THE MINISTER – There isn’t a German exception. Why be surprised? Why should Germany be somehow immunized against rising populism, which is found all over the continent and, moreover, the world? It’s essential to bear in mind that the risk is everywhere. It’s obviously worrying, and politicians have a much greater responsibility to provide clear, effective solutions in line with people’s expectations. This is the only way we’ll weaken the populists, not by trying to copy them and act like Marine Le Pen in place of her.
Q. – Rising extremism also raises the question of sovereignty…
THE MINISTER – In a world open to international competition, we can go on deluding ourselves (…), thinking that by putting up barriers and shutting ourselves away we’ll be protected from storms. Or, on the contrary, we can realize that the European continent has the critical size to carry weight in the world today. This was the thrust of the President’s speech about the pillars of European sovereignty.
Q. – Emmanuel Macron stressed the need for differentiation. Why not opt for a 27-member Europe?
THE MINISTER – We can pretend not to see a multi-speed Europe, but it already exists! What we’re advocating is for there to be member states in the vanguard which push projects faster, further and harder. What’s important is that they remain open to the others, without exception and with no preconceptions. As regards the very many proposals we’ve made and others may make, countries will put themselves forward and be able to forge ahead straightaway. Others won’t want this: that’s their right, provided they don’t block the others. But there are also a number of challenges on which the unity of the 28 today and the 27 tomorrow is crucial, such as trade negotiations, climate change and the fight against terrorism. Nor should there be a multi-speed Europe when we talk about values and the rule of law. Democracy is at the heart of the European project.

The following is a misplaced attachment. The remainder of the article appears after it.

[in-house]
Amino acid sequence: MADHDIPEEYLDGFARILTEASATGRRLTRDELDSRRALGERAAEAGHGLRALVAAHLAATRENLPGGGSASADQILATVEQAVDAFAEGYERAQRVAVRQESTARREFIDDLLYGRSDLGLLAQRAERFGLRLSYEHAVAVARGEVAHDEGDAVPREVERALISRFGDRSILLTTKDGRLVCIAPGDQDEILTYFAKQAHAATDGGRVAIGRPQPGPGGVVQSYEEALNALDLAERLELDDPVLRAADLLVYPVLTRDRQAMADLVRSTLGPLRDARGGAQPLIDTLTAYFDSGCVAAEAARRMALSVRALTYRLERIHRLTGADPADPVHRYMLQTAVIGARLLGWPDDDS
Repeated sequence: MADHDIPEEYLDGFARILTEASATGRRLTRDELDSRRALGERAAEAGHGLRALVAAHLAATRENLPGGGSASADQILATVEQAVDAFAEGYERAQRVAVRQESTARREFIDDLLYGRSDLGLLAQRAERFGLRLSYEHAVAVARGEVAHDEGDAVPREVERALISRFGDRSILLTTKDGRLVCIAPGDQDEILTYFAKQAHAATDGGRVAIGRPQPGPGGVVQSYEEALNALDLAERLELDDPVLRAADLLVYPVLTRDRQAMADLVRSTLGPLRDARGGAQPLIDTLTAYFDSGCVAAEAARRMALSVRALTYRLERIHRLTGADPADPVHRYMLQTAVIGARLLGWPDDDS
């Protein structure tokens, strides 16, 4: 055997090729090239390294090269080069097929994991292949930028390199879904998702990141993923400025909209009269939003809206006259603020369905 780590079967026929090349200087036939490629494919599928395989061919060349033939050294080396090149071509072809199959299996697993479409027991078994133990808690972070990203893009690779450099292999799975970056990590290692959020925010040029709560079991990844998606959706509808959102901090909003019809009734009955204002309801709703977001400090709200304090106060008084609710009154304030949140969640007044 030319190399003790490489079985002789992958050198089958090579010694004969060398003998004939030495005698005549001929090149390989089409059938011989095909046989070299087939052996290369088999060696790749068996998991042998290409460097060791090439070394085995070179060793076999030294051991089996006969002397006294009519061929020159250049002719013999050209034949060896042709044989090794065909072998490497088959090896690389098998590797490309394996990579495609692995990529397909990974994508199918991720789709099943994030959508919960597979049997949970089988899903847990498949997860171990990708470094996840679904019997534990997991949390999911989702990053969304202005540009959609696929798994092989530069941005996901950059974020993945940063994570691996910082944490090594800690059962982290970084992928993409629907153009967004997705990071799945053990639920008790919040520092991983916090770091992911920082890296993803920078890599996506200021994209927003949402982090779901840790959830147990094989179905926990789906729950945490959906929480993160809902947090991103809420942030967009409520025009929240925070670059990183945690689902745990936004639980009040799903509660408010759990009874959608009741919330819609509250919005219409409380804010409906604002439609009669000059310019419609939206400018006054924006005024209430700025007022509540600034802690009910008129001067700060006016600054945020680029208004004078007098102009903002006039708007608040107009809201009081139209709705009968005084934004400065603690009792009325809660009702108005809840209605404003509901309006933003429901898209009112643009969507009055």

Q. – France is fighting to get an ambitious revision of the Posting of Workers Directive. Is an agreement possible at the Employment Council on 23 October?
THE MINISTER – We’re actively working on this. We’ve made progress on many issues and everyone acknowledges that the 1996 directive is outdated. As far as we’re concerned, we don’t wish to end the posting of workers scheme, we don’t want to establish a form of social protectionism in Europe. But we believe there’s unfair competition today in some sectors and that we’re sorely lacking ambition for the host countries’ workers and the posted workers.
Q. – Angela Merkel has suggested stopping the negotiations on Turkey’s accession to the European Union. Do you share her point of view?
THE MINISTER – The fact is, the negotiations are at a standstill because the Turkish authorities aren’t allowing us to make progress on them. Nevertheless, should we create a rift with Turkey? There’s a significant proportion of the Turkish population for whom the prospect of a future in Europe matters a great deal. It’s also wholly desirable for us to be able to talk to Turkey, which is a big country, an important one, and with which we have very strong common interests and challenges./.